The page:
Once all of the lines have been drawn, take your pen and copy over your pencil lines.  You can use a ruler to get perfectly straight lines.  I used a ruler for half of this knot, but it was taking to long and I grew impatient, so I free handed the rest.  Also, it’s hard to judge where to end your line with the ruler, so I made a couple little mistakes where my line crossed over another.  You can eyeball the lines to be drawn to help even out where some lines are thicker or thinner than others.  This is the time to try to be uniform.  The perception is that this is one solid knot.  So try to make your turns uniform with others and also try to make lines that bump into each other square.  Practice will definitely help with this.  You can see how my lines are not uniform the entire time, but they are much closer than when I drew them in pencil.

9_3

The last step to your knot is filling in all the little boxes to make the knot pop out.  This is another place to help even everything out.  Once all the boxes are filled in, erase the pencil marks and you are done.  You can draw in the divider lines.  I choose on this knot to erase those lines (see first photo).  Drawing the divider lines will just add a new look to your knot.  You can also round your corners if you don’t like the pointed look.  Really anything is possible now that you have learned the basic steps.  You can make your box any size or shape, just remember they need to be horizontal or vertical lines.  No diagonal lines.  You can draw as many divider lines as you like.  Have fun with it!

If you get stuck on a step or my directions make absolutely no sense (I’m thinking the latter is probably going to be more true) email me for help.  I would love to hear feedback from folks who have tried these instructions.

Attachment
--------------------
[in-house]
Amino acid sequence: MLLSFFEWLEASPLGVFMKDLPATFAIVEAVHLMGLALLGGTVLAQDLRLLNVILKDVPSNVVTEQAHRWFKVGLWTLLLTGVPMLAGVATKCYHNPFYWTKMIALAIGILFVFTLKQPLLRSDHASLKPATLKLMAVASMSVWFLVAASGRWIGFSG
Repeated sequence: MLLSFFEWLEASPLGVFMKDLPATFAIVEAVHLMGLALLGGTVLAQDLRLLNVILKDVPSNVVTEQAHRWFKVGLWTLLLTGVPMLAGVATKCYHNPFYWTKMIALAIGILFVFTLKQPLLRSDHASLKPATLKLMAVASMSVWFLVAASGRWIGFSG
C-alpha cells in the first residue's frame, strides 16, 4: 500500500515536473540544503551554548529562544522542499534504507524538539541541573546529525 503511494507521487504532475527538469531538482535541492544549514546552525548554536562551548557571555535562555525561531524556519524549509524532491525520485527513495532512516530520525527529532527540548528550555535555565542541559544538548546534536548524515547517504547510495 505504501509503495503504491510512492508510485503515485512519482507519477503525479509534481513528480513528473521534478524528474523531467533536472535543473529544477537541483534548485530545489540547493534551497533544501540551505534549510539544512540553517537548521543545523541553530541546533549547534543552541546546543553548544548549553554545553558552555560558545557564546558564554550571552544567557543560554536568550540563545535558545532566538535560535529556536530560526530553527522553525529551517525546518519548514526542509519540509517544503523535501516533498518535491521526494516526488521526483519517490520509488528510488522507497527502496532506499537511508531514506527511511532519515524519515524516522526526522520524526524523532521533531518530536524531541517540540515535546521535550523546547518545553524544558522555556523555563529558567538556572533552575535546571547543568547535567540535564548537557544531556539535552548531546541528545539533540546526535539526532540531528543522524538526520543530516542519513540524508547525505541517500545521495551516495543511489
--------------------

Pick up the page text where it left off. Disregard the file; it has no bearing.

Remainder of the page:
12 Comments

  1. I failed on my first attempt – got a headache. But I wanted to thank you for putting the tutorial up and let you know that someone tried it. I intend to try again.

    Post a Reply
  2. I really like this stuff and can do the one above pretty easily but I was wondering how you would scale it if say you wanted to do one that is 14 dots by 14 dots. I tried making one this size and have just run into problems for some reason.

    Post a Reply
  3. hello,
    thanks from France for this tutorial. I tried it this evening, i just had a problem of understanding with what you call the “diamond boxes”.. Could you show a good one (in which you draw parallels) an a “bad one” in wich you won’t ?
    beautiful blog, très joli !
    à bientôt.

    Post a Reply
  4. Ok, it has been 2 days and I think I finally got it!! Go me! Thank you so much for posting this tutorial! I make purses and have been wanting to create one with a Celtic feel. This really helps!
    Thanks again!!!
    Kristin

    Post a Reply
  5. Thanks for the tutorial…I am learning drawing and wanted to use the celtic knot as a part of another drawing.

    Post a Reply
  6. This is awesome! I’m going to bookmark this for later. :)

    Post a Reply
  7. I’m thinking a quilt btw… (I didn’t want you to think it was a spam comment because I really do love that you made this available. Thanks)

    Post a Reply
  8. Hi Trina,
    A quilt is a great idea! I’d love to see a picture of what you create. Please let me know if you have any problems making these knots. I’m happy to help anyway I can.
    Cheers!
    Jolie

    Post a Reply
  9. you might have had some trouble with 14×14 because the one she did was an 8×8, so if youd want something bigger, than just double it. like 16×16. and it should come out just fine. lol but idk that just makes sense to me

    Post a Reply
  10. This & your newer tutorial look like so much fun. I can’t wait to try this out!

    Post a Reply
  11. Thanks! I hope you enjoy it! I just never get bored drawing knots.
    Cheers!
    Jolie

    Post a Reply
  12. This was such fun! Even my 10 year old daughter is getting into it! My first tries came out like yours with a big patch in the middle but then I started to wonder about instead of a big patch couldn’t I round the corner each time I run into one of my vertical or horizontal lines? I will try that next but I think your method is probably prettier! Thanks again!

    Post a Reply

Submit a Comment

Your email address will not be published. Required fields are marked *

You may use these HTML tags and attributes: <a href="" title=""> <abbr title=""> <acronym title=""> <b> <blockquote cite=""> <cite> <code> <del datetime=""> <em> <i> <q cite=""> <strike> <strong>